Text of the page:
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With more than 500,000 books sold, celebrated nature photographer Art Wolfe recounts the stories and techniques behind the images of his forty-year career around the world.

Legendary photographer Art Wolfe presents an intimate behind-the-scenes guide to the experiences, decisions, and methods that have influenced forty years of stunning images captured around the world. Wolfe and co-author Rob Sheppard transport readers on a global journey, while carrying on a dialog about photography, tools and process, world travel, close calls, and photographic opportunities both taken and missed. From the rich sights and smells of the Pushkar Camel Fair to the exact moment when a polar bear and her cubs leave their arctic den, Photographs from the Edge represents the instances when circumstance, light, and subject miraculously collide to form an iconic image.  Many of these photographs can never be duplicated as cultures and landscapes are transformed and wildlife diminishes or disappears all together. No matter his subject, Wolfe regales us with the stories behind the photographs and helps us experience life on the world's most unique photo safari. Photographs from the Edge is a lifetime of experience distilled into a rich photographic education.

If you're like me and you love photography and could spend hours just looking through photos, this is a book that you're going to want to pick up. Not only are the photos absolutely breathtaking, but each one includes the story behind the photo, what lens was used and even some tricks and tips. There are over 270 pages of art and instruction in this book and I know that it's one that I'm going to come back to again and again.


i received a copy of this book for the purpose of this review. All thoughts, comments, and opinions are my own.
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Wednesday, October 12, 2016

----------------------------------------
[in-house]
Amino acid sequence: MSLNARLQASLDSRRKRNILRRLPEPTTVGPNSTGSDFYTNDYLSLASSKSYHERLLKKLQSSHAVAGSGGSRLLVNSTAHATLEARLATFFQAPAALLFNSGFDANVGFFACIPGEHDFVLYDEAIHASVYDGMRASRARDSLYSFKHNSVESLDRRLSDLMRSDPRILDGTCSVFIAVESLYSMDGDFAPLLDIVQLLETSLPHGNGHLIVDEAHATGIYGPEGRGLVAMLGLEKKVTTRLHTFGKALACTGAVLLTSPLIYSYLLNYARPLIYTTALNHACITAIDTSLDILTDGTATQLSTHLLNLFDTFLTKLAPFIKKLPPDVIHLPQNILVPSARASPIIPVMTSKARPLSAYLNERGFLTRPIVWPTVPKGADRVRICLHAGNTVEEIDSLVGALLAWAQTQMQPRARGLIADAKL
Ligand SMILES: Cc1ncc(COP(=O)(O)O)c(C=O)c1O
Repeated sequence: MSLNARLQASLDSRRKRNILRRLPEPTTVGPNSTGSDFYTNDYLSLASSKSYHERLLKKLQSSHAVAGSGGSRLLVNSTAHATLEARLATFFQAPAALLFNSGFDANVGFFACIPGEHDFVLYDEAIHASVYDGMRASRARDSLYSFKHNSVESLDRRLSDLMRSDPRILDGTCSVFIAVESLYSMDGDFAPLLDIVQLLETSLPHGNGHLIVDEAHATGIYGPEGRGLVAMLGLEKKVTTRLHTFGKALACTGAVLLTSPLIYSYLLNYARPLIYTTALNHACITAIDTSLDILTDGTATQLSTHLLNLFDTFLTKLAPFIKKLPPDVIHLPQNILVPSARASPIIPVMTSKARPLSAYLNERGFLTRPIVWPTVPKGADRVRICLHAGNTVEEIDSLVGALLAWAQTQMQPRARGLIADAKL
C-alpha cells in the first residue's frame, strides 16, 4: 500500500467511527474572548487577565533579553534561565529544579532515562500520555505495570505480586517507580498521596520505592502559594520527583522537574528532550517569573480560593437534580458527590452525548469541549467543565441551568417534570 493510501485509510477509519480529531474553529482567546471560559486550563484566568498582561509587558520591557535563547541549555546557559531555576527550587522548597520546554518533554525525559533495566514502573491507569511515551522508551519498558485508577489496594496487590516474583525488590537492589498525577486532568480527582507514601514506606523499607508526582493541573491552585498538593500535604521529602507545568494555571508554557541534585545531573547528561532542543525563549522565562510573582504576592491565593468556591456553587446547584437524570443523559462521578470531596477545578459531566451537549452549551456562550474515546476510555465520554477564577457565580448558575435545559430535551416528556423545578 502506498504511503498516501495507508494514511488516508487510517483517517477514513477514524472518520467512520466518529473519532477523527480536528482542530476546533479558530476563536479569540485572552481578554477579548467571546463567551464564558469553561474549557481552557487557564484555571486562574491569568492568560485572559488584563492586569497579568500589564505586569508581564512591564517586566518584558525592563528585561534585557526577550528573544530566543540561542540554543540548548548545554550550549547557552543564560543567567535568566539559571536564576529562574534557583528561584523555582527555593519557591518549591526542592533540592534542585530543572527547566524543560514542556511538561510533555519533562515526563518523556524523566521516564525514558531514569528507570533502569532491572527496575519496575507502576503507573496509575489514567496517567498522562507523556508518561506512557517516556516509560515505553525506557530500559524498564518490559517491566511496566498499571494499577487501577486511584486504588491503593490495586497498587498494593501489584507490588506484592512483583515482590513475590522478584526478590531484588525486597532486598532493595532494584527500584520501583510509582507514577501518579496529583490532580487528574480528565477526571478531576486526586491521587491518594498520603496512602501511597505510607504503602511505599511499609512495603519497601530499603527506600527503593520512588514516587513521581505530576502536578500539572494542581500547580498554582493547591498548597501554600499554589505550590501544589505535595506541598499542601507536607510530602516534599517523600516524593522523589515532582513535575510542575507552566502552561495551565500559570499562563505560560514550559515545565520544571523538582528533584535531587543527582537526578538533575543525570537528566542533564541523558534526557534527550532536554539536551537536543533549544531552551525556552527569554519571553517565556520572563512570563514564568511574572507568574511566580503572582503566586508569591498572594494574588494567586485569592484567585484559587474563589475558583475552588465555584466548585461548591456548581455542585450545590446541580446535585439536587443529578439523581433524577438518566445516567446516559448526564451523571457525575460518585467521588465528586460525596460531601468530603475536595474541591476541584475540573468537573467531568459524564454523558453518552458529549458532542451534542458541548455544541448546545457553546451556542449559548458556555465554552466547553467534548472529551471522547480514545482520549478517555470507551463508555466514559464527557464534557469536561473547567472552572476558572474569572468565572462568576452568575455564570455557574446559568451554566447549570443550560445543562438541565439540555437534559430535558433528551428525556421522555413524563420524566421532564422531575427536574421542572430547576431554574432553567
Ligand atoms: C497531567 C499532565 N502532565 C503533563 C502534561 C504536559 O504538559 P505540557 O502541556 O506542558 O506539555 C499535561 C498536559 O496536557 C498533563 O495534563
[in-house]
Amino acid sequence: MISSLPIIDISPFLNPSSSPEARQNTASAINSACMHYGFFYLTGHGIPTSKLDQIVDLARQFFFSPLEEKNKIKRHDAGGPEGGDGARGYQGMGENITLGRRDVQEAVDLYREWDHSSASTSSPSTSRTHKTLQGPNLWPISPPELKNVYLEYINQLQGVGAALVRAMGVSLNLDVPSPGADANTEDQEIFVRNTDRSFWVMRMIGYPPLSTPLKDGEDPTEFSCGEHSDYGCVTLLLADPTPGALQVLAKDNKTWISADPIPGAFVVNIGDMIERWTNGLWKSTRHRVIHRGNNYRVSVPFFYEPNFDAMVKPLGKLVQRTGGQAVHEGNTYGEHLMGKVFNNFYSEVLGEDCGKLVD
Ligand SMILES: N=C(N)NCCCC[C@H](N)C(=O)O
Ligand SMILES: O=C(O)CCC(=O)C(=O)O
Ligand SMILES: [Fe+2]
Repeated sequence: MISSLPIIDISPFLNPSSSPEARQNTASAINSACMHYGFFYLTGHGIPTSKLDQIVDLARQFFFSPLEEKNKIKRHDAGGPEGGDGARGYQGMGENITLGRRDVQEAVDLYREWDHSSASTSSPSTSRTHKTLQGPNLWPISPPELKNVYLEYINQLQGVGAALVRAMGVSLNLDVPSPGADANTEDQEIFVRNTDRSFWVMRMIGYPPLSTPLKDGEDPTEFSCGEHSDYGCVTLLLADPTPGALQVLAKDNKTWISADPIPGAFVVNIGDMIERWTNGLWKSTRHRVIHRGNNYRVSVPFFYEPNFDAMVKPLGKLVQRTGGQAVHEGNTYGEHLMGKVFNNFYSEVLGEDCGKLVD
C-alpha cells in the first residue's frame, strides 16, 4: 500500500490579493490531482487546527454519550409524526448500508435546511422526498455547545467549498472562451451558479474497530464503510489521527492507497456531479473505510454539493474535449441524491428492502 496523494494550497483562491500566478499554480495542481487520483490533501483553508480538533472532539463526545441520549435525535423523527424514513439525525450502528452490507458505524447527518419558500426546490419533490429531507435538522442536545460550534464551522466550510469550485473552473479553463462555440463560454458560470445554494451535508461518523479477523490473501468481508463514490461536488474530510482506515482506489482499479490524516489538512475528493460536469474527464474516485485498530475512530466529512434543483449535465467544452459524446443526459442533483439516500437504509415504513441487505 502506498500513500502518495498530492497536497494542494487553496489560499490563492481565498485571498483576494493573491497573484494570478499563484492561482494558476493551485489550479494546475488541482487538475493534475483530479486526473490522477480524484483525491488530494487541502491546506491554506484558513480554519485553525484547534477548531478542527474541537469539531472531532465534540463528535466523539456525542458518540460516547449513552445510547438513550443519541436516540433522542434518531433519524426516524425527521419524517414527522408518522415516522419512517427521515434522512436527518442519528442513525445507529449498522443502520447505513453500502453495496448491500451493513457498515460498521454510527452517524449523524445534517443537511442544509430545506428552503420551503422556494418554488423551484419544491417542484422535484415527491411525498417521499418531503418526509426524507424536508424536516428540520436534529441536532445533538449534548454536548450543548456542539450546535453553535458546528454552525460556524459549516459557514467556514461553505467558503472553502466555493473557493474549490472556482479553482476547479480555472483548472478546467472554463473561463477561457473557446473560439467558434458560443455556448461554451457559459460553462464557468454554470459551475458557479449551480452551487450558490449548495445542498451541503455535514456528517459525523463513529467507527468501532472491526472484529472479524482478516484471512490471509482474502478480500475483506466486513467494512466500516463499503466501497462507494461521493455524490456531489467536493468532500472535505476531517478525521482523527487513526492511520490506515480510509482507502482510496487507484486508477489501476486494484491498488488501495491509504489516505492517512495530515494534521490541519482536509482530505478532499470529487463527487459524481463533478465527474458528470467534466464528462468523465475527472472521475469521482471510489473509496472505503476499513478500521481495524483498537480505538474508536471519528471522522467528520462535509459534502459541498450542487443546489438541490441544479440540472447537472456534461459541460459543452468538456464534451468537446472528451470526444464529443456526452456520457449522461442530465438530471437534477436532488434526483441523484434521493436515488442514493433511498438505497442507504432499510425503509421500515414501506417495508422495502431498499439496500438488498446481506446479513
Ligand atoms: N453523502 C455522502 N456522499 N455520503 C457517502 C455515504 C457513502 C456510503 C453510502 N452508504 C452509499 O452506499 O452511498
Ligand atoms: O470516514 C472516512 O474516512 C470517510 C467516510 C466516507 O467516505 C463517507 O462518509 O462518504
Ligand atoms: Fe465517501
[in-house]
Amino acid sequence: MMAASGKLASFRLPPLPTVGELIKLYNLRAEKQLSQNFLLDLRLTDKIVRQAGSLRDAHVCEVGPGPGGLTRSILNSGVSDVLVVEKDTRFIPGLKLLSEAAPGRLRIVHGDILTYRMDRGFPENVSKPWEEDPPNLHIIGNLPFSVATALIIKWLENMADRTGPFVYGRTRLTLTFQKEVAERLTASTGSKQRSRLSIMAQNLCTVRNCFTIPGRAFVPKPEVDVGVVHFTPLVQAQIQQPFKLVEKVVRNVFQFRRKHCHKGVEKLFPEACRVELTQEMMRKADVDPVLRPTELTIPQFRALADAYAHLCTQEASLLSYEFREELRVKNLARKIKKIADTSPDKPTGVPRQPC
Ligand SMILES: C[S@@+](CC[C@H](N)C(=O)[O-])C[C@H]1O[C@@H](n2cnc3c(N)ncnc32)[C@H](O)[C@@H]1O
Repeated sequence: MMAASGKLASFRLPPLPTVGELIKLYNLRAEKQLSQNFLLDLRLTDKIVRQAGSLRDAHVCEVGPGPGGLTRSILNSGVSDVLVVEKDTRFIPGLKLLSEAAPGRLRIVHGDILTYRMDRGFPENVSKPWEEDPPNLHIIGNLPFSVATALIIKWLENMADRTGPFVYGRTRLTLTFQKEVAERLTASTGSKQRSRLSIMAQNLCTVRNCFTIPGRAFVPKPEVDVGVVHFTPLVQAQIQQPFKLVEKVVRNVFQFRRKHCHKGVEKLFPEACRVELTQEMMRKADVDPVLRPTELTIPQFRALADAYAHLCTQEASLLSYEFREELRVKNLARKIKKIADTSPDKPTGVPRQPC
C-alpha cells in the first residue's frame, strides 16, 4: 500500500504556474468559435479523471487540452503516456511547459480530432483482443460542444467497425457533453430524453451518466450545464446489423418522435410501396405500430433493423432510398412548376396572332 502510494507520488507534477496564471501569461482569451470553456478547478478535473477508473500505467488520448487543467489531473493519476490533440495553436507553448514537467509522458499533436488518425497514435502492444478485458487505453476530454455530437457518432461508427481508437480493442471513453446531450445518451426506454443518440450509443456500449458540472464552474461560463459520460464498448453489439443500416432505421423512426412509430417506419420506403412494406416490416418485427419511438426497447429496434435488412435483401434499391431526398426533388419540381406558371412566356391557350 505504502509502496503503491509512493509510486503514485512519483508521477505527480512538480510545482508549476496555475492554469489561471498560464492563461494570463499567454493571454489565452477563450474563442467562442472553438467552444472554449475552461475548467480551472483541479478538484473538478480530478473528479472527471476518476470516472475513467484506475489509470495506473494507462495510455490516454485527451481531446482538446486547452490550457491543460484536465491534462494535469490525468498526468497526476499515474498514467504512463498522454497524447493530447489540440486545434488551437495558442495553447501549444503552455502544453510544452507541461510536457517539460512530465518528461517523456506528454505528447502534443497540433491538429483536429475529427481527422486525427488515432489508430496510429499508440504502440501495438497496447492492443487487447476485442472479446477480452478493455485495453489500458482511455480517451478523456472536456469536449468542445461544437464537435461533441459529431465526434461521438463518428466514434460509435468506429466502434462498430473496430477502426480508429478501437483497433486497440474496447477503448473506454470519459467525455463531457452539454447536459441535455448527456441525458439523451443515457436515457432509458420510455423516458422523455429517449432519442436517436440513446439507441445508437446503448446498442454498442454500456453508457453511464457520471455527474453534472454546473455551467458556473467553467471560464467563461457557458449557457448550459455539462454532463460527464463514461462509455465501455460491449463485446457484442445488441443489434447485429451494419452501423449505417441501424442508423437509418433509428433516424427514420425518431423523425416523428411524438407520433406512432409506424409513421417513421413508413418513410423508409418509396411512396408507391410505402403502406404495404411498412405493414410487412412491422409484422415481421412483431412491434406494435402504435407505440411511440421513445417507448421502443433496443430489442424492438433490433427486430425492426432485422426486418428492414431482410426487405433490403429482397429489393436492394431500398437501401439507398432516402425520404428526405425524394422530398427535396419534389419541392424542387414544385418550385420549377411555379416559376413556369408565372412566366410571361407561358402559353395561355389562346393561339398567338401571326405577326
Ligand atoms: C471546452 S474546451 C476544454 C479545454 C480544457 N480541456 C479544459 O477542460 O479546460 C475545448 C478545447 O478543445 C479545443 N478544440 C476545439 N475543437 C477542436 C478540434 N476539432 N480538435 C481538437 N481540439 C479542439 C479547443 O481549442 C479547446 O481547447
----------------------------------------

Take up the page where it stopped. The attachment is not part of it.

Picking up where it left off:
The Pain of Dying

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Today was hard. There isn’t another word for it. Okay, there probably is. Something like heart wrenching and soul crushing, but those are phrases so we’re going to stick with hard. It was hard and I’m not sure that I handled it in the best possible way, but at the end of the day, I handled it.

I can’t get into a lot of details because those details aren’t just my own. I share them with another, but really there are only parts that matter and it’s those that I want to talk about. So, here we go…another day in the life of me…

One of my dearest is in an incredibly hard place in life. Someone that he loves is dying and not just dying, but the kind of death where the person’s health deteriorates and they just start to fade away. It was brought to my attention today and though I don’t even know this person, it put me back into a place where I was remembering what it was like to go through that.

I don’t know if I’ve ever written publicly about it. I know that I’ve written about it in the autobiography that I will someday finish. It was one of the hardest periods of my life.  I grew up not feeling as if anyone loved me except for my grandmother. If anyone loved me, it was her. She was the only person in my family that I could go to with things. Then, she got sick. It started with what I suspect now was lymphedema that was allowed to run unchecked. By the time she was taken to the hospital, she was running a fever of something like 104 and they honestly didn’t think that they could save her.

I was called to the hospital. I didn’t know if it was going to be the last time I saw her. Luckily for me, it wasn’t. I wasn’t ready. She recovered slowly and after a week or two, she was moved to a convalescent center for rehabilitation. There was a lot going on within the “family” during all of this and it was taking its toll on me, but I did what had to be done and I tried to stay strong. No, I did stay strong. I didn’t let myself worry or collapse like I probably needed to. I didn’t take care of myself. I did what I had to do so that things could go as smoothly as possible and so that she could come home.